05 February 2011

Collarenebri Thoughts...

The big move took place starting on 25 January 2011 and culminated on 26 January 2011 with our arrival in Collarenebri. As poor excuses go, this is why there has been a dearth of blog posts, and the fact that it has been more than a week since we went into the local Telstra retailer to get a landline and internet connection set-up. The landline works, but we are still waiting for WiFi modems and the like before an internet connection starts to happen. Telstra if you are wondering is the only provider that has any service in Collarenebri so the choice is limited.

School starts tomorrow (4 Feb 2011). There are no students, it is a pupil free day. We actually are starting a week after everyone else. We get what is called “heat week”. Heat week is an extra week of holidays to compensate for the extreme temperatures this time of year. And, the temperatures are extreme. Each day since we have been here has topped out above 37 degrees Celsius. A couple of days were 44 and 42 degrees Celsius respectively.

So, it is pretty easy to see where heat week gets its name from. With electricity prices as high as they are, and talk of further increases, it is a scary proposition to be contemplating using the air conditioner. Unfortunately, the house is centrally cooled. So, turning on the aircon is not as simple as going to the one or two rooms with air conditioners. Although, I must confess, I do get a “climate allowance” as part of the conditions of employment at this particular school.

What we are thinking we might miss is the luxury of clean water. The water is pumped out of the local river. Because of the recent flooding in Queensland, and the movement of that water down through the river system to here, there is a lot of debris in the water and this gives it a nice brown tinge. We have tank water now. It required us to get a new pump as the previous one had gone missing. Unfortunately, the tank water only comes through one tap in the kitchen. So, we have invested in a water cooler / dispenser and buy drinking water. It seems a safer, albeit expensive, option considering Will.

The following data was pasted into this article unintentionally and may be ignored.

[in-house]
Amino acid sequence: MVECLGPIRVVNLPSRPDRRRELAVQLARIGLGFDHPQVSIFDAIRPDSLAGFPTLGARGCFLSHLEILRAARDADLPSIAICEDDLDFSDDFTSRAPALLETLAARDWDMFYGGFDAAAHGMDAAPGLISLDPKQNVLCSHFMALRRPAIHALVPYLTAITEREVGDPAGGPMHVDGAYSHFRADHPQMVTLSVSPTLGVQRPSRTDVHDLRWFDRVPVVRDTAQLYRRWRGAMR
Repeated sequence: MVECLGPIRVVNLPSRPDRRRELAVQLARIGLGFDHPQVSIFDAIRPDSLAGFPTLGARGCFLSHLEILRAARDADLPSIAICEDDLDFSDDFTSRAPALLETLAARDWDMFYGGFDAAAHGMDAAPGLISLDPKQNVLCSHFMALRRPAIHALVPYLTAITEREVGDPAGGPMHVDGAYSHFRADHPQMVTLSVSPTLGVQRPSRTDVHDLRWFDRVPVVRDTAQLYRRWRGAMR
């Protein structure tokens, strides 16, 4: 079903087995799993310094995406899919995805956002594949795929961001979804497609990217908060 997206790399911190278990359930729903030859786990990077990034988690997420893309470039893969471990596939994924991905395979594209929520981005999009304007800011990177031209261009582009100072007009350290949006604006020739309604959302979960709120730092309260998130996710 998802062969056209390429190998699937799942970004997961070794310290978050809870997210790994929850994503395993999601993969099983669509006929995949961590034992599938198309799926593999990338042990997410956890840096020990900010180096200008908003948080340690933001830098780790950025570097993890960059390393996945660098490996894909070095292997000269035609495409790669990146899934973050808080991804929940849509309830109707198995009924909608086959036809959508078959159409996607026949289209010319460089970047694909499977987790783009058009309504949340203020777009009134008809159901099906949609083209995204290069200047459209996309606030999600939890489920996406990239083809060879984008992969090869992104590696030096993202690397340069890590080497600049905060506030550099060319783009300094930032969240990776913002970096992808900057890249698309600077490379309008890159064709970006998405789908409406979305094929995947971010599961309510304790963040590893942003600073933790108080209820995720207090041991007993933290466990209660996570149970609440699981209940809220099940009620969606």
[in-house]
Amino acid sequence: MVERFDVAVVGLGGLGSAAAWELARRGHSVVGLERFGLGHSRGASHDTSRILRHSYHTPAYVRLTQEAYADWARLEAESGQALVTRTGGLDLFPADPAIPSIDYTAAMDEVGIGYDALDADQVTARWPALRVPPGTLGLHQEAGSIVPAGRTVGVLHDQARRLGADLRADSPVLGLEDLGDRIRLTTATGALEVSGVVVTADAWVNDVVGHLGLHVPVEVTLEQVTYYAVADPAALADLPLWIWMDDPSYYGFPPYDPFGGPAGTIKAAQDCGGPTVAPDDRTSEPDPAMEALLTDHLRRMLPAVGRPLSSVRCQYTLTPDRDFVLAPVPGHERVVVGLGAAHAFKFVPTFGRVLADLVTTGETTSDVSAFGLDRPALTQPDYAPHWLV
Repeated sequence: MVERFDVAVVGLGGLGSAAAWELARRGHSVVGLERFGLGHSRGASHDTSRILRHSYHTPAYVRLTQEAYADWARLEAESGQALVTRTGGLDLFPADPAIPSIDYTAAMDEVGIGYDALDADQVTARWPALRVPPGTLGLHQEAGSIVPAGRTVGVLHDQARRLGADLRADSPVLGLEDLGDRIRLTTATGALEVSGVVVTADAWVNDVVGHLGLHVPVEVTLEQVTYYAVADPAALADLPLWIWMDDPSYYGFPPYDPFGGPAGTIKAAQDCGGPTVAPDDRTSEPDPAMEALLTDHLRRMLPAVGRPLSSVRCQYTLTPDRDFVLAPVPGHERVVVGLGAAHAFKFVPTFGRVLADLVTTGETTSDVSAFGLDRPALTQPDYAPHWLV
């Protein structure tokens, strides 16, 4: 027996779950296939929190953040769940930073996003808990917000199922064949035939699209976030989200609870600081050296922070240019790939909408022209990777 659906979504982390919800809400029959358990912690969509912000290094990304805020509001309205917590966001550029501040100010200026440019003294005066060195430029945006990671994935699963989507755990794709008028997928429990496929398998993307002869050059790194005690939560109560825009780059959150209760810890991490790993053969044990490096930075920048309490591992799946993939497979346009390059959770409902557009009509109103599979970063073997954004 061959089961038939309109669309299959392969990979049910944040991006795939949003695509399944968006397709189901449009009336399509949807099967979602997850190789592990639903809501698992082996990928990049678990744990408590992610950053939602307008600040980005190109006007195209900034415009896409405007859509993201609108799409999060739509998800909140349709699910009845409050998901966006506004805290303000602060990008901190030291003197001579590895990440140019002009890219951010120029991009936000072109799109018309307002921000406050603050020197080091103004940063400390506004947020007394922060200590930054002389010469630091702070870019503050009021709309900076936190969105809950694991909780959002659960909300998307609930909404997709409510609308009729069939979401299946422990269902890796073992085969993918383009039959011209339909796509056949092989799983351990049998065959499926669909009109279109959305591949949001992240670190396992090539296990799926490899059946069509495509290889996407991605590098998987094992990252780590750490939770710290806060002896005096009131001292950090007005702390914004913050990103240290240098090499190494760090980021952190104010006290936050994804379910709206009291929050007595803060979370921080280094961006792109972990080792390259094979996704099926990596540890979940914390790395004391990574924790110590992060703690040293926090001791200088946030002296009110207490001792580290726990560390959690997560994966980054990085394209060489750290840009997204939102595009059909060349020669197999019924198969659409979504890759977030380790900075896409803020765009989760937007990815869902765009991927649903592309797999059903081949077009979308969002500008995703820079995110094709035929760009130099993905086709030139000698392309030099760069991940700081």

The house that we are living in is pretty good. There are a few minor things that need fixing up but, considering we pay negligible rent as it is ‘teacher housing’, there are no complaints. Although, the front and backyards are a mess. There is next to no grass but there are plenty of bindies and weeds that look like they have monstered any grass that once existed right out of the place. I am not sure how long the process is going to be in order to get on top of the bindi problem, but let the battle begin!

Funnily enough, (or is it not funny at all?) one of the best way to get rid of the bindies is to water and the grass begins to re-establish itself and the bindies get bundled out of the way. However, Collarenebri is still under water restrictions. The “funny”, if it can be so, is t that one of the reasons we came so early was that the roads into Collarenebri are supposed to be cut by flood waters. However, this has not happened yet. So, the funny  is that there is a lot of water in the rivers surrounding the town and there are water restrictions in effect. Yet, as I have been walking with Will as he peddles his trike around the block of an evening it is hard not to notice that some people have got some excellent lawns happening and they always seem to have the sprinklers running.

However, having spoken to the general assistant at school the other day, the only way to seemingly get good grass is to flood the area you want the grass to grow. It is so hot and dry out here that even if you flood the area you want the grass to grow, the area will be bone dry to touch on the surface with in a dozen hours. Nevertheless, there are plenty of good cotton and sorghum crops around...mental note on needing to plant hardy flowers, fruits, veges, and grass varieties.

Anyways, back off to reading a book...Jessica Watson’s “True Spirit”. The little solo sailor has gone on to become Young Australian of the Year. It is not a book that I would have seen myself picking up off the bookshelf in a bookstore and parting with my hard-earned cash for. But, I am enjoying it. It is an inspiring tale and well worth the read. It is a good thing that I am going to be teaching it. Because if it had not been thrust upon me this way I would not have read it. And, I can comfortable say I would have missed out on something special.

Gotta go...


Anonymous said...

good luck in your teaching job. I cant imagine how it is going to turn out for you. I think it is a remarkable step you have taken. Im sure there were far easier routes.

Ive just come back from the hills around Canberra. Much nicer I would guess.

lawbugger said...

Forgot to ask:

Does the Pink lady trademark scare get a mention in the book. I see they are near $10 a kilo in NSW.

I am amazed you can "cover" Indonesian news stories from the wild dry west. Keep it up please.

When is race day?

Rob Baiton said...

@ Anonymous (Lawbugger?)...


I think it is going to turn out just fine.

The hills around Canberra. Nice! Perhaps a little cooler?

@ Lawbugger...

I am not sure that I have looked at the price. Everything here is about 30% dearer than it is in Moree.

Race day is in Septmeber, I think. I will undoubtedly blog about it.

theguildedpage said...

The chap is definitely just, and there is no doubt.